Coronavirus patients and their contacts being exposed to public shaming in the name of public health is a trend that could hurt the pandemic response, experts say.
Cheong Wa Dae chief of staff Noh Young-min has come under fire after he called the organizers of an anti-Moon Jae-in protest “murderers” at last week’s parliamentary audit session.
“Not thieves, the organizers of this protest are murderers,” he said, accusing them of coronavirus spread and economic decline, following the ruling Democratic Party of Korea lawmakers who said they were “thieves.”
A lawyer group reported Noh to the prosecution for defamation Friday, saying the presidential chief of staff was making an “extreme statement based on falsehoods.”
“Such remarks by a top-ranking Cheong Wa Dae official targeting private citizens need to be seriously held accountable,” said Kim Tae-hoon of Lawyers for Human Rights and Unification of Korea. He added that Noh was wrong to attribute coronavirus deaths and the pandemic-linked economic crisis to people and not the government.
But this is not the first time an individual or group has become the subject of public denouncement following infections.
Former Democratic Party lawmaker Kim Bu-gyeom also said in an August statement the anti-Moon protesters were “terrorists waging biological warfare against the country.”
In February, Korea’s 31st coronavirus patient was widely ridiculed for her apparent connection to a super-spreader event. Churchgoers, sexual minorities and citizens of Daegu -- Korea’s initial coronavirus epicenter -- were among those who fell under similar scrutiny in subsequent outbreaks.
Na Baeg-ju, who served as the public health policy director at the Seoul metropolitan office for over three years until recently, said there should be a “frequent reminder that we are all victims of the pandemic.”
“This is a fight against the virus, not people who catch it,” he said.
Discriminating messages or gestures from high-profile political figures in particular are “inappropriate,” he added.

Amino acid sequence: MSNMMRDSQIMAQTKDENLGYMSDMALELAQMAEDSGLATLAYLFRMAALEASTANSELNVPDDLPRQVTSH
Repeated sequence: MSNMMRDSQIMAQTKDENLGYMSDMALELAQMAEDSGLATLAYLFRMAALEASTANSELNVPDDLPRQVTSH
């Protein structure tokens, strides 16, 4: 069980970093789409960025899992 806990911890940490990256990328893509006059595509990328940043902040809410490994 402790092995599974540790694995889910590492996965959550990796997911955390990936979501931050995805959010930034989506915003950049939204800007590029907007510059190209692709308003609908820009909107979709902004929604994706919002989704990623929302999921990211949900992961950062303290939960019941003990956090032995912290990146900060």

Fears of social stigma are common among people with and without coronavirus alike, according to psychologist Yook Sung-pil who is leading the Korean Psychological Association’s phone counseling program for mental health support during the pandemic.
“Patients have told me they are worried about returning to work or school after recovery because of how they might be judged by others,” Yook said. “Some people say they are afraid of their illness becoming known -- should they get infected -- and possible stigma associated with it more so than the coronavirus itself.”
For the first few months of the pandemic here, travel histories and details such as the sex, age and city of residence of recently diagnosed patients were disclosed to everyone via mobile phone alerts and then posted on government websites for the sake of contact tracing. This practice has been altered after concerns about the violation of privacy and other rights.
Infectious disease specialist Dr. Kim Woo-joo said the scapegoating was, more importantly, not helpful in terms of coronavirus control.
“My concern is that people might be intimidated into avoiding testing. Holding people responsible for social distancing breaches is one thing. Antagonizing patients or contacts is another,” he said. “This coronavirus blame game has to stop.”
By Kim Arin (email@example.com